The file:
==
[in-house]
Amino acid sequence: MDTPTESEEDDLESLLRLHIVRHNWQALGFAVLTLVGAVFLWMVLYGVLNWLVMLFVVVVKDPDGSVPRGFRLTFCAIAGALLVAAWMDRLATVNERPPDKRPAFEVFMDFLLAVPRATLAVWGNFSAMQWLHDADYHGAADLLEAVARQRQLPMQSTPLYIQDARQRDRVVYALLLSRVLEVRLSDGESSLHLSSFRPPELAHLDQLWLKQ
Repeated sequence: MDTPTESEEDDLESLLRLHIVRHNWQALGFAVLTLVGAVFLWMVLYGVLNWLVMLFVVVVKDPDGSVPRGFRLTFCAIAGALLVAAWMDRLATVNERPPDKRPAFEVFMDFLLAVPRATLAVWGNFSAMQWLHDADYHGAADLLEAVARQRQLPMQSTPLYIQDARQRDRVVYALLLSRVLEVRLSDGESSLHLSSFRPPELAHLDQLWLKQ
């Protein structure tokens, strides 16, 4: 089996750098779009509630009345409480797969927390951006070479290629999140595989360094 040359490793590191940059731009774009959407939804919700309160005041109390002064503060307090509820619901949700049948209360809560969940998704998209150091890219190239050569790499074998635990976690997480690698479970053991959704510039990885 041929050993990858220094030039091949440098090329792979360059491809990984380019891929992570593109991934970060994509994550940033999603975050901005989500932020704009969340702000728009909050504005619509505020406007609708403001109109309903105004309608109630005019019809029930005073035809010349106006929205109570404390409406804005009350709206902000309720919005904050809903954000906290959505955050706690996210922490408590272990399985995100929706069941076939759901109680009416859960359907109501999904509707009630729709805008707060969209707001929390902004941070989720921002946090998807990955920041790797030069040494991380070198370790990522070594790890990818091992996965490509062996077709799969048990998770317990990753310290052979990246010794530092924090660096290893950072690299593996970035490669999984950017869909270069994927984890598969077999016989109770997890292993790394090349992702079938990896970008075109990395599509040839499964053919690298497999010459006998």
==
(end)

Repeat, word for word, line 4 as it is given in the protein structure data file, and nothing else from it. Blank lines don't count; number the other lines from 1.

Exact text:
């Protein structure tokens, strides 16, 4: 089996750098779009509630009345409480797969927390951006070479290629999140595989360094 040359490793590191940059731009774009959407939804919700309160005041109390002064503060307090509820619901949700049948209360809560969940998704998209150091890219190239050569790499074998635990976690997480690698479970053991959704510039990885 041929050993990858220094030039091949440098090329792979360059491809990984380019891929992570593109991934970060994509994550940033999603975050901005989500932020704009969340702000728009909050504005619509505020406007609708403001109109309903105004309608109630005019019809029930005073035809010349106006929205109570404390409406804005009350709206902000309720919005904050809903954000906290959505955050706690996210922490408590272990399985995100929706069941076939759901109680009416859960359907109501999904509707009630729709805008707060969209707001929390902004941070989720921002946090998807990955920041790797030069040494991380070198370790990522070594790890990818091992996965490509062996077709799969048990998770317990990753310290052979990246010794530092924090660096290893950072690299593996970035490669999984950017869909270069994927984890598969077999016989109770997890292993790394090349992702079938990896970008075109990395599509040839499964053919690298497999010459006998």